The UK’s Investment Management Association’s first open forum on commission management had a lively discussion on whether the asset management industry needs to change the way it spends client commissions on research. Although no decisions were made at the forum, it appears that the IMA will recommend asset managers improve their commission management process.
The forum, held July 24th, was the public meeting since the IMA appointed a blue ribbon panel to oversee its proposed white paper on commission management. The white paper is in response to regulatory concern about conflicts in the procurement of research.
According to an article in Money Marketing, Global fund managers spent £14.3bn ($21.5 B) through bundled commissions in 2011, according to one of the panelists, Neil Scarth of Frost Consulting. He estimated around £4.3bn ($6.5 B) was used to pay for research, half of which went to third party research providers.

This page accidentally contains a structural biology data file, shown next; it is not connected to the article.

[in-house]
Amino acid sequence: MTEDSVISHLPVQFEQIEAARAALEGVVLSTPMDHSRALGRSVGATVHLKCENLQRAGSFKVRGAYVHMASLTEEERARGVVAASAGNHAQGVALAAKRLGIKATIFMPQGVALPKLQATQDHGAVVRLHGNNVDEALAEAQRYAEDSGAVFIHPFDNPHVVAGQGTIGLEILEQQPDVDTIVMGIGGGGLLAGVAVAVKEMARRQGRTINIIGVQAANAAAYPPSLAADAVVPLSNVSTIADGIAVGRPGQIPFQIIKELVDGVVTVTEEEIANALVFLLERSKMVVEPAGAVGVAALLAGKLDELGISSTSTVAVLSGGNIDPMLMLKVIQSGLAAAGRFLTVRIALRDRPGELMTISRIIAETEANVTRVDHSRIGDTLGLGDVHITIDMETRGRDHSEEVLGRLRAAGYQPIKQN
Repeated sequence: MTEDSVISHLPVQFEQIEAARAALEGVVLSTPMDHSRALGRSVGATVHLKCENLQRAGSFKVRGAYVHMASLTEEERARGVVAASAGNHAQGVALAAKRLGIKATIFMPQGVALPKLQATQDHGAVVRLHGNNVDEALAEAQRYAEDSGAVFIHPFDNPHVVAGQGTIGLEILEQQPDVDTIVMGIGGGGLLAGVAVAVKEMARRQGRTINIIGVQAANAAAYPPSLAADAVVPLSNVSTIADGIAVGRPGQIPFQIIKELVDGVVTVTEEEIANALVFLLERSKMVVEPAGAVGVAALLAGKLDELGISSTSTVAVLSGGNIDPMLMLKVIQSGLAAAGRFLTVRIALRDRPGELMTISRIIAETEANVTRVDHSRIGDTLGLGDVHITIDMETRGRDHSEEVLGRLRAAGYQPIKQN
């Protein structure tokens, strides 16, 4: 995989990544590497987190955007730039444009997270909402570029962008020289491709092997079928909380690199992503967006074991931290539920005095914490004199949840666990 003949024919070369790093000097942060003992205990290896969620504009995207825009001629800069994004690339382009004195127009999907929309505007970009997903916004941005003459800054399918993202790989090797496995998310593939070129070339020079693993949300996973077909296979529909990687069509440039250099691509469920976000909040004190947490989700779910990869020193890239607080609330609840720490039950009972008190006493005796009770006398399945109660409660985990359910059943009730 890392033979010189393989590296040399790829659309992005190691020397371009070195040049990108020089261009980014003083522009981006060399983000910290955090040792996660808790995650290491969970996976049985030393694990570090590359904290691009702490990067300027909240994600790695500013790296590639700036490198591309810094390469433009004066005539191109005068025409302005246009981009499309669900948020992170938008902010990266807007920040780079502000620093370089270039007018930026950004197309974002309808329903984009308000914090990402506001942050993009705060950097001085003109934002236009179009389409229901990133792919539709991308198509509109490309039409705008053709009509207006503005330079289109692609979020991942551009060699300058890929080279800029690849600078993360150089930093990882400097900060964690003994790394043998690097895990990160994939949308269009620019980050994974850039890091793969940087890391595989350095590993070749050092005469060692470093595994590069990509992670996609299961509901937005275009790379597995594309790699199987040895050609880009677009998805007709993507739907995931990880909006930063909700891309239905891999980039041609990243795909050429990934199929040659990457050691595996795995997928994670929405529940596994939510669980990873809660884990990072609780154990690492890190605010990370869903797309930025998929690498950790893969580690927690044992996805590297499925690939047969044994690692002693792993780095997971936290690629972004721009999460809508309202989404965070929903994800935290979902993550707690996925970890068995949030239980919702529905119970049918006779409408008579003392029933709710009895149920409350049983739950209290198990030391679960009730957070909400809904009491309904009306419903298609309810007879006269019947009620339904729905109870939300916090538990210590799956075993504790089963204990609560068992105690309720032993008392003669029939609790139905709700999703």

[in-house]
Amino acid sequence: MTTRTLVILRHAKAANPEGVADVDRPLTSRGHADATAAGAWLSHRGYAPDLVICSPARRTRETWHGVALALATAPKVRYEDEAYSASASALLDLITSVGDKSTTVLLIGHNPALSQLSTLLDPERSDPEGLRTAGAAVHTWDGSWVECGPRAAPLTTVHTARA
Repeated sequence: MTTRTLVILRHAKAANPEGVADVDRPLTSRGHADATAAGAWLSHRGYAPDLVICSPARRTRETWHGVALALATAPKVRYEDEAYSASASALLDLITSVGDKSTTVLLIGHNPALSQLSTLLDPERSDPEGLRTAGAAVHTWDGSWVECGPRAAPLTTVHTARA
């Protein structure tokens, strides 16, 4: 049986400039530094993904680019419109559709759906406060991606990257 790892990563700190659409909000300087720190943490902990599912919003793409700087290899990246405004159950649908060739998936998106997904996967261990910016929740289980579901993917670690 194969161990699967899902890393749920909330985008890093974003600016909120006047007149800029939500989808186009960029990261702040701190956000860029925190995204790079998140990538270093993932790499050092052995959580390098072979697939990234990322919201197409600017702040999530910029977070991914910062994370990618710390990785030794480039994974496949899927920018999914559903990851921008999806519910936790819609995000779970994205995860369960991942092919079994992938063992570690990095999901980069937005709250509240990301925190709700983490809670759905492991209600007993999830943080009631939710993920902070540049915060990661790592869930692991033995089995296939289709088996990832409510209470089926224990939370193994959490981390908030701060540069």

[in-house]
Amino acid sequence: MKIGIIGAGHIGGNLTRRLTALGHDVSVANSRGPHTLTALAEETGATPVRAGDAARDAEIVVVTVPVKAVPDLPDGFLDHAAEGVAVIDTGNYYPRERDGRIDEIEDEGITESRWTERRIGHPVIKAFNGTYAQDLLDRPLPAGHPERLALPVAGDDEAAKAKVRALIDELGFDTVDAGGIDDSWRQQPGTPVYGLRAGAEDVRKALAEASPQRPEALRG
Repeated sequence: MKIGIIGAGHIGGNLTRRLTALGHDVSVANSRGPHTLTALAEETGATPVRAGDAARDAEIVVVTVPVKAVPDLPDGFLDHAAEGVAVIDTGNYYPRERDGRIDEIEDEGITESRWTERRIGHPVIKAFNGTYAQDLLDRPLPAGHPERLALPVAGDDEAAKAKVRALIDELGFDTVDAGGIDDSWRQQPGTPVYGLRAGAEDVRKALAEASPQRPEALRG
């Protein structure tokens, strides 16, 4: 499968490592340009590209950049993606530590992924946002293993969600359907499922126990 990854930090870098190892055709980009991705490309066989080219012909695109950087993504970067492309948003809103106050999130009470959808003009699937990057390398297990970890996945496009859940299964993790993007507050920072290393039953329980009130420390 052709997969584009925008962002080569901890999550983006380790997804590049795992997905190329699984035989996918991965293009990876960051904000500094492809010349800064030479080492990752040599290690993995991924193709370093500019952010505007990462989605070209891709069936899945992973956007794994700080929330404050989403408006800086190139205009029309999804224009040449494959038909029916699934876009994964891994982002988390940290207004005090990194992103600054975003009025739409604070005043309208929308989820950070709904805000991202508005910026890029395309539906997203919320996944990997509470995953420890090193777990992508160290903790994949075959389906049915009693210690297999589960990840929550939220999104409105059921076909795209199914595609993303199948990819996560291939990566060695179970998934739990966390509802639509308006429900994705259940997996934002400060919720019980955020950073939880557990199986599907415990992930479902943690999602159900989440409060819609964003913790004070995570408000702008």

Scarth argued that asset managers who continued to opt for bundled trading were putting themselves at a competitive disadvantage because the pool of research they were accessing was shrinking in size, and because unbundled providers who took research from a variety of sources had greater options for seeking out alpha.
However, many UK asset managers believe that they are already in vanguard for commission management reform. Delegates at the forum pointed out that the UK is already more transparent on broker commissions than other jurisdictions and going for further transparency could put the nation’s asset management industry at a competitive disadvantage.
Nevertheless, IMA representative Guy Sears pointed out that asset managers have a big disparity between the way they manage their own money and the way client commissions are managed:
”Any firms asking themselves now that if the controls they have in place for spending, say £10m, if it goes through P&L then it goes through one side of the business through prior year budgets, through the year through budgetary control, MI, finance director oversight, but on the other side of the business goes through a CIO, what is firm doing to show the controls in place are adequate to be accountable for the spend.”
This promises to be a lively debate, and we look forward to how this plays out as the IMA and its panel develop their white paper, scheduled for release in October.